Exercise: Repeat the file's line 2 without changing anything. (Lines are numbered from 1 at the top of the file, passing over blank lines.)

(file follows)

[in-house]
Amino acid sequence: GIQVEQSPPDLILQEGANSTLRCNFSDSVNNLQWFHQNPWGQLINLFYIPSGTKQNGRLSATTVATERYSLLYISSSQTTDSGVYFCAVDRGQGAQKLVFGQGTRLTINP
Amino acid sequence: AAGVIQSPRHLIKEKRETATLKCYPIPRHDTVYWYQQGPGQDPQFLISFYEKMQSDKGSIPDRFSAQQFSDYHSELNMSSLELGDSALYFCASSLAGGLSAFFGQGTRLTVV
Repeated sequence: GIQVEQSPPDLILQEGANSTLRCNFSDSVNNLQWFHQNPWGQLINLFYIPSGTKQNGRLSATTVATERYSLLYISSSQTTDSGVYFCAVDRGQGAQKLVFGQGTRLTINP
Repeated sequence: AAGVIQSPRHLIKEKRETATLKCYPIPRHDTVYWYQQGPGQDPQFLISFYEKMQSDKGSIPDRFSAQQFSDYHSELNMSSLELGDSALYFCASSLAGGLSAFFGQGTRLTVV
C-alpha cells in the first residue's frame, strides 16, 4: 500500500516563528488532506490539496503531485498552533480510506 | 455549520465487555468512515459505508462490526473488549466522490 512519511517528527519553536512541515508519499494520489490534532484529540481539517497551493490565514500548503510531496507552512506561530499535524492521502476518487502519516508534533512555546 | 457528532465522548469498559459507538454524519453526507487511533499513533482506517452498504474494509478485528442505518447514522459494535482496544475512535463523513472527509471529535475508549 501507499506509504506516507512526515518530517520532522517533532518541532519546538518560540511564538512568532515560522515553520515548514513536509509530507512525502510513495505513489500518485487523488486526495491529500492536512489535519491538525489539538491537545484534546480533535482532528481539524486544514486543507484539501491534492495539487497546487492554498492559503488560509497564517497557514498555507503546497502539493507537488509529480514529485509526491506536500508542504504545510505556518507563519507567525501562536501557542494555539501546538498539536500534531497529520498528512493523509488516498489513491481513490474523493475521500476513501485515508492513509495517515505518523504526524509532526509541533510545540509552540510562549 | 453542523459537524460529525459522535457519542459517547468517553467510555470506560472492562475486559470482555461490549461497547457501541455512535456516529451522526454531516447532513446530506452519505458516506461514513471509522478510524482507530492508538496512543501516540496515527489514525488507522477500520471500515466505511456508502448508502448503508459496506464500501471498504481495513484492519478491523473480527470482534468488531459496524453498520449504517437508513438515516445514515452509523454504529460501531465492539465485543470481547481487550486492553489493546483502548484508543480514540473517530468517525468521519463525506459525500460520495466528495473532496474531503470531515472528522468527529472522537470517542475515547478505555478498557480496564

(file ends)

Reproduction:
Amino acid sequence: GIQVEQSPPDLILQEGANSTLRCNFSDSVNNLQWFHQNPWGQLINLFYIPSGTKQNGRLSATTVATERYSLLYISSSQTTDSGVYFCAVDRGQGAQKLVFGQGTRLTINP